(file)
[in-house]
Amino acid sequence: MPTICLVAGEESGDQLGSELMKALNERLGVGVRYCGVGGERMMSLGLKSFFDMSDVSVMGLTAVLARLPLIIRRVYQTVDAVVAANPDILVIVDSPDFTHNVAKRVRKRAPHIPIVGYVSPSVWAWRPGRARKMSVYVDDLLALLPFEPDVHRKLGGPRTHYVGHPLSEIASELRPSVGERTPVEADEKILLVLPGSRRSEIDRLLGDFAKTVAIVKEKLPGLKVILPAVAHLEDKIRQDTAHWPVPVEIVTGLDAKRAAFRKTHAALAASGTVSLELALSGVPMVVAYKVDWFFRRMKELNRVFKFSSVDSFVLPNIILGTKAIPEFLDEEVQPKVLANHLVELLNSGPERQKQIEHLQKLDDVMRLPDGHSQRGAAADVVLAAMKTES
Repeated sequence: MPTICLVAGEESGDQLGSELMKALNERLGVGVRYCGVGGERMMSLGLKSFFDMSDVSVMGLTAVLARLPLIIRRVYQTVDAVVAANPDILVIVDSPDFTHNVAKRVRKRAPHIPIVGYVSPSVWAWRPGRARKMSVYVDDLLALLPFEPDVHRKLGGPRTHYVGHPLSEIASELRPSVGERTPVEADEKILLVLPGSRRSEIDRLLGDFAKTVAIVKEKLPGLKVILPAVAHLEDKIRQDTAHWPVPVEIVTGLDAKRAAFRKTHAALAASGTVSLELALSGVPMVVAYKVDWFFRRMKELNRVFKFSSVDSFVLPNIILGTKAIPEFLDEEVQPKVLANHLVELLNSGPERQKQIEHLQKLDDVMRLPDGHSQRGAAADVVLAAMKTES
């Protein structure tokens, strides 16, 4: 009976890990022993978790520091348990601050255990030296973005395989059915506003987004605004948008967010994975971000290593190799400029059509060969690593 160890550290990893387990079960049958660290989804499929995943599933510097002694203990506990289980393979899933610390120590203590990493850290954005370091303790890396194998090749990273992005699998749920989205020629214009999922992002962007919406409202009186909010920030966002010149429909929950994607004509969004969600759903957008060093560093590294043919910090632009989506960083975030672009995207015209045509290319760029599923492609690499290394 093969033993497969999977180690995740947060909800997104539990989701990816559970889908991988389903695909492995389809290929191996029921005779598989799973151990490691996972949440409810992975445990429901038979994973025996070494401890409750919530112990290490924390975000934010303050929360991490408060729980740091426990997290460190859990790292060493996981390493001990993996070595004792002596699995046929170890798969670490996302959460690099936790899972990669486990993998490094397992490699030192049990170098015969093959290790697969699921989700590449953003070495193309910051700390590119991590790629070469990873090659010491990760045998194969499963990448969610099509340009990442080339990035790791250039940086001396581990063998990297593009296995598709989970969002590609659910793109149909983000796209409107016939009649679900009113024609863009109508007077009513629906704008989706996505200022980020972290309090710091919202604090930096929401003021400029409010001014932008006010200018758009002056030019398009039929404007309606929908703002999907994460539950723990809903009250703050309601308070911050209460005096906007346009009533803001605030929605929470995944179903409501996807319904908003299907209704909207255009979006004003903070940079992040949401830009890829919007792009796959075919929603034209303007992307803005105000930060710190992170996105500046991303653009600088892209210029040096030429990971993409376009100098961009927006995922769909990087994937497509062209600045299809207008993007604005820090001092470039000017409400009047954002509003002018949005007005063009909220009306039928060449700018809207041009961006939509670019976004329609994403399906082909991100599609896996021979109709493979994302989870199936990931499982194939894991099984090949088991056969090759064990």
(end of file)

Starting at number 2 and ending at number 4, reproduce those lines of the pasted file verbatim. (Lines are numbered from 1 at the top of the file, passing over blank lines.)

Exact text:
Amino acid sequence: MPTICLVAGEESGDQLGSELMKALNERLGVGVRYCGVGGERMMSLGLKSFFDMSDVSVMGLTAVLARLPLIIRRVYQTVDAVVAANPDILVIVDSPDFTHNVAKRVRKRAPHIPIVGYVSPSVWAWRPGRARKMSVYVDDLLALLPFEPDVHRKLGGPRTHYVGHPLSEIASELRPSVGERTPVEADEKILLVLPGSRRSEIDRLLGDFAKTVAIVKEKLPGLKVILPAVAHLEDKIRQDTAHWPVPVEIVTGLDAKRAAFRKTHAALAASGTVSLELALSGVPMVVAYKVDWFFRRMKELNRVFKFSSVDSFVLPNIILGTKAIPEFLDEEVQPKVLANHLVELLNSGPERQKQIEHLQKLDDVMRLPDGHSQRGAAADVVLAAMKTES
Repeated sequence: MPTICLVAGEESGDQLGSELMKALNERLGVGVRYCGVGGERMMSLGLKSFFDMSDVSVMGLTAVLARLPLIIRRVYQTVDAVVAANPDILVIVDSPDFTHNVAKRVRKRAPHIPIVGYVSPSVWAWRPGRARKMSVYVDDLLALLPFEPDVHRKLGGPRTHYVGHPLSEIASELRPSVGERTPVEADEKILLVLPGSRRSEIDRLLGDFAKTVAIVKEKLPGLKVILPAVAHLEDKIRQDTAHWPVPVEIVTGLDAKRAAFRKTHAALAASGTVSLELALSGVPMVVAYKVDWFFRRMKELNRVFKFSSVDSFVLPNIILGTKAIPEFLDEEVQPKVLANHLVELLNSGPERQKQIEHLQKLDDVMRLPDGHSQRGAAADVVLAAMKTES
């Protein structure tokens, strides 16, 4: 009976890990022993978790520091348990601050255990030296973005395989059915506003987004605004948008967010994975971000290593190799400029059509060969690593 160890550290990893387990079960049958660290989804499929995943599933510097002694203990506990289980393979899933610390120590203590990493850290954005370091303790890396194998090749990273992005699998749920989205020629214009999922992002962007919406409202009186909010920030966002010149429909929950994607004509969004969600759903957008060093560093590294043919910090632009989506960083975030672009995207015209045509290319760029599923492609690499290394 093969033993497969999977180690995740947060909800997104539990989701990816559970889908991988389903695909492995389809290929191996029921005779598989799973151990490691996972949440409810992975445990429901038979994973025996070494401890409750919530112990290490924390975000934010303050929360991490408060729980740091426990997290460190859990790292060493996981390493001990993996070595004792002596699995046929170890798969670490996302959460690099936790899972990669486990993998490094397992490699030192049990170098015969093959290790697969699921989700590449953003070495193309910051700390590119991590790629070469990873090659010491990760045998194969499963990448969610099509340009990442080339990035790791250039940086001396581990063998990297593009296995598709989970969002590609659910793109149909983000796209409107016939009649679900009113024609863009109508007077009513629906704008989706996505200022980020972290309090710091919202604090930096929401003021400029409010001014932008006010200018758009002056030019398009039929404007309606929908703002999907994460539950723990809903009250703050309601308070911050209460005096906007346009009533803001605030929605929470995944179903409501996807319904908003299907209704909207255009979006004003903070940079992040949401830009890829919007792009796959075919929603034209303007992307803005105000930060710190992170996105500046991303653009600088892209210029040096030429990971993409376009100098961009927006995922769909990087994937497509062209600045299809207008993007604005820090001092470039000017409400009047954002509003002018949005007005063009909220009306039928060449700018809207041009961006939509670019976004329609994403399906082909991100599609896996021979109709493979994302989870199936990931499982194939894991099984090949088991056969090759064990």